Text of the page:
If you ask successful people how they came upon their prosperity, don’t expect to hear any of that nonsense about luck, fortune and timing. Most will proceed directly to overstating the powers of positive thinking and hard work. I consider myself to be a success. I don’t work particularly hard and I make a good living.
Hooray for me.
If you asked me how I got here, I’d tell you the truth.
It doesn’t work for everybody. I can’t guarantee that you’ll be lucky enough to walk in on your boss engaged in relations with a farm animal, as I did to gain this position. That’s a one-in-a-million (or one in eight-or-nine in my chosen field); you can’t depend on luck. In the meantime, I suggest, instead, relying on the power of positive thinking.
Believe in yourself.
If you believe in yourself and your ability to discover your boss in a “compromising position”, one that will all but guarantee your climb up the corporate ladder, I assure you, it will eventually happen.
It happened to me.
But, be warned. Believing in the power of positive thinking is not that easy. In fact, it is very hard work. It’s a lifestyle. It’s a belief. It’s a religion. You have to hang posters that spout inane reinforcing statements all over your cubicle. Two mountain climbers are silhouetted against a peak. Teamwork. The tide has just gone out; it’s sunset at the salt marsh. Determination. If you’re not the type who connects the dots of salt marsh and determination, don’t panic. Merely surround yourself with other positive thinking people. You can do it. You’re a mountain climber. You’re a salt marsh. To stay positive, constantly find others who are staying positive to prop up your sorry, no-career ass.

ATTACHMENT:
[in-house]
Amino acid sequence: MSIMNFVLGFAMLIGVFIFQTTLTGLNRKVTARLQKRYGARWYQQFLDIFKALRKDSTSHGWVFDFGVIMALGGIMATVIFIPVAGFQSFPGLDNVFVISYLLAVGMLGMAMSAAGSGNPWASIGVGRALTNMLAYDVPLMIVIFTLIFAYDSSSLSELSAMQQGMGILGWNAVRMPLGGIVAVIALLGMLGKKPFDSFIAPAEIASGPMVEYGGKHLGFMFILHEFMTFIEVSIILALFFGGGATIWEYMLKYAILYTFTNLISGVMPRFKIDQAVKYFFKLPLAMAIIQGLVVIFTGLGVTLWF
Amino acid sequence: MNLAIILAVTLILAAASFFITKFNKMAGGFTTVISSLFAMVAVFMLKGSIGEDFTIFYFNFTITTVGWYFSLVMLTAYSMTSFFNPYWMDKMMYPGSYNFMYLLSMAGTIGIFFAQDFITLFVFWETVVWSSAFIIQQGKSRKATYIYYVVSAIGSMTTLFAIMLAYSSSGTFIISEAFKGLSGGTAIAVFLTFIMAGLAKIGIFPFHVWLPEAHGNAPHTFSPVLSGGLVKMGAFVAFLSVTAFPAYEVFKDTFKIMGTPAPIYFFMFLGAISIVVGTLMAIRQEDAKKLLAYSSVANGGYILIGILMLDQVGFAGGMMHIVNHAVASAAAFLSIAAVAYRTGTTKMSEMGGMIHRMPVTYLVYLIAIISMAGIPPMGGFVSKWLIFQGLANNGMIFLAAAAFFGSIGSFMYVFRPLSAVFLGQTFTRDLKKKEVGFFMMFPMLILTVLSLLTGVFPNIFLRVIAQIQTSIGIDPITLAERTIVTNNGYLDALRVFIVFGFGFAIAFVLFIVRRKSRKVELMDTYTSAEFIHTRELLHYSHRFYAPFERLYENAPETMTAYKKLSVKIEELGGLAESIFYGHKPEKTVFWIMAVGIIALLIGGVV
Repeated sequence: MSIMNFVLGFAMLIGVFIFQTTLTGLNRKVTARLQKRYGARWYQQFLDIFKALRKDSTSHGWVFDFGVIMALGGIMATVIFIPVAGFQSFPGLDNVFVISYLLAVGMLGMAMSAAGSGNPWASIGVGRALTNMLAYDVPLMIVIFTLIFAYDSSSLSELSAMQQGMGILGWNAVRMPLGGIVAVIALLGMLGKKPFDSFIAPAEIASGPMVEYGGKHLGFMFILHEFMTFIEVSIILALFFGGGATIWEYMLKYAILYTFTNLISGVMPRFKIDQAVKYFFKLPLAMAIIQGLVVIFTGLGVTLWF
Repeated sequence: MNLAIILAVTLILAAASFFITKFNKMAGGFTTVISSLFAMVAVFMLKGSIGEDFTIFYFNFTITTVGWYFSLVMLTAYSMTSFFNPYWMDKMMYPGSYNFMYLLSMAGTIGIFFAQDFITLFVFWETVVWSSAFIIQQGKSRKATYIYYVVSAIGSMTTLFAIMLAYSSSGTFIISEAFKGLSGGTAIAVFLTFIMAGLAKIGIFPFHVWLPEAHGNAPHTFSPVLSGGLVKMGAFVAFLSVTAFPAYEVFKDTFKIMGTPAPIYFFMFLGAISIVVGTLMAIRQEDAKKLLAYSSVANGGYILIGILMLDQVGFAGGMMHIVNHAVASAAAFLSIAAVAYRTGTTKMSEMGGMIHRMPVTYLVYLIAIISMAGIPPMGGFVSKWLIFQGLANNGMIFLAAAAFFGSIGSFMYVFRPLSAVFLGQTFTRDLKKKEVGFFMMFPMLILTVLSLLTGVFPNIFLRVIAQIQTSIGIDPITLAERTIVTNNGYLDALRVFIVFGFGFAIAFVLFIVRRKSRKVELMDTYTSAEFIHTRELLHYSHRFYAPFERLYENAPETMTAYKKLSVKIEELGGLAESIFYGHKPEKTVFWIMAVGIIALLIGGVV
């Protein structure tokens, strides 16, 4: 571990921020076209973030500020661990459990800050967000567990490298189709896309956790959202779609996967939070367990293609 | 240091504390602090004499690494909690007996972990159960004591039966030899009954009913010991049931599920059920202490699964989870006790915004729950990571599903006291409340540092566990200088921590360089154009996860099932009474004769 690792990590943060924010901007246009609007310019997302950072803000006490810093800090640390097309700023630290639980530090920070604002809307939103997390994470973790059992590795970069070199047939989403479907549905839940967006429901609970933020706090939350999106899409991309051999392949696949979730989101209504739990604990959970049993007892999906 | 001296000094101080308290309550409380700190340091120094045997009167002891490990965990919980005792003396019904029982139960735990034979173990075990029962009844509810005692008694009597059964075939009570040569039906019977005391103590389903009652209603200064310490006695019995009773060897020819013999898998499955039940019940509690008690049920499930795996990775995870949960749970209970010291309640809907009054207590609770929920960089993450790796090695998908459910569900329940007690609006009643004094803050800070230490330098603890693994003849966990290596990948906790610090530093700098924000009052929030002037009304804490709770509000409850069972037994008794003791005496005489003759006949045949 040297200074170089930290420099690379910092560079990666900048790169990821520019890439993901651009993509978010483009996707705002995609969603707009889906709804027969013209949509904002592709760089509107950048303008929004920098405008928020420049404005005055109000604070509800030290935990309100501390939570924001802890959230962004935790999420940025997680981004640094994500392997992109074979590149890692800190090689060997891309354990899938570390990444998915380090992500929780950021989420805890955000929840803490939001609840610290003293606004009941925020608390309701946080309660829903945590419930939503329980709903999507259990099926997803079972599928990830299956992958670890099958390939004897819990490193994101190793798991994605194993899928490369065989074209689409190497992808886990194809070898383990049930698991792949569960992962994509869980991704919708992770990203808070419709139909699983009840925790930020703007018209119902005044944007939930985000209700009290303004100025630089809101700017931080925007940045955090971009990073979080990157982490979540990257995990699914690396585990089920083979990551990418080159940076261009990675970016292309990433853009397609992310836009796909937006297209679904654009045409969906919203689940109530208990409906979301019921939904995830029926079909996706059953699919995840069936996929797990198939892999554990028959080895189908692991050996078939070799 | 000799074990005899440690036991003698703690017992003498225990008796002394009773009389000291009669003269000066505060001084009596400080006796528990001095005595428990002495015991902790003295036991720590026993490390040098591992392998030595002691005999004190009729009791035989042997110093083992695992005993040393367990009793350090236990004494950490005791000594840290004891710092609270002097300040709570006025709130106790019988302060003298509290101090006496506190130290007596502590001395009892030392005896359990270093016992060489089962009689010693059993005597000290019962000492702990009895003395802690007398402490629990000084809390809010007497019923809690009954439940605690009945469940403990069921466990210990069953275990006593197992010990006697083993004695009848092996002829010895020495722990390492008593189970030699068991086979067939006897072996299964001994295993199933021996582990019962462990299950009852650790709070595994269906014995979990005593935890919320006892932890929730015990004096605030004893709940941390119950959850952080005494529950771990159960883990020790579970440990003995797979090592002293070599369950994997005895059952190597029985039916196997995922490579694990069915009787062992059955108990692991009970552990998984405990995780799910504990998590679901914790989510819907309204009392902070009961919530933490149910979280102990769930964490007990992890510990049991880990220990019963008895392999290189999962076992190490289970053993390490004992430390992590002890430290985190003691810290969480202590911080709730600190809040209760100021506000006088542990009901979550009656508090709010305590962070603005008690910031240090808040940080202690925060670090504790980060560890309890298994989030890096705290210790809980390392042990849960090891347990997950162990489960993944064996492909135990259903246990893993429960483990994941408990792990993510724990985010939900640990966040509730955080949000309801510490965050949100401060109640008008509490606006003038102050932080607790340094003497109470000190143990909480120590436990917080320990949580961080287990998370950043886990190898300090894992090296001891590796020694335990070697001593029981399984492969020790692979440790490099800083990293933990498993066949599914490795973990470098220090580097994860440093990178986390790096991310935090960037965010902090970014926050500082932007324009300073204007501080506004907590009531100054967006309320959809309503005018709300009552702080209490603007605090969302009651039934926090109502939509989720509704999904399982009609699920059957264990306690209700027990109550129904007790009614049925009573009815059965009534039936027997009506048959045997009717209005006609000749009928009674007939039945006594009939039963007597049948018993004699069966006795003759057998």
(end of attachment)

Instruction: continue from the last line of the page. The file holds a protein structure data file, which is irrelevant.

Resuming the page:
Not me, but thanks for the consideration.
Fortunately, I read a lot of gibberish, and so, I have found that guy in the news. Your positive thinking man has arrived. Ladies and gentlemen, I give you John Hinckley, Senior. Mr. Hinckley is the father of John Hinckley, Junior, the once mentally deranged man who shot President Ronald Reagan, Press Secretary James Brady, Secret Service Agent Tim McCarthy and Police Officer Thomas DeLanty as they left an AFL-CIO Convention after the president’s speech in March of 1981.
Ronald Reagan was the not the first President of the United States Hinckley considered stalking. A few years prior to the AFL-CIO shootings, he made plans to assassinate President Jimmy Carter. Those plans failed when Hinckley was arrested on an unrelated weapons charge.
He was not well.
And so, John Hinckley, Junior was found to be not guilty by reason of insanity. While being treated for his obvious mental illness, John confessed that his plots to kill the leaders of the free world stemmed from his need to impress a girl – specifically, a character in a movie played by a girl, the actress Jodie Foster. Hinckley had become obsessed with Foster’s portrayal of a young prostitute in the movie Taxi Driver, a film in which Robert DeNiro plays a mentally deranged man who plots to kill a presidential candidate. John’s obsession for the character soon became a compulsion for Foster’s attention. He wrote her. He tried to call her. He followed her. Seemingly unable to impress her, he then planned to kill the President of the United States.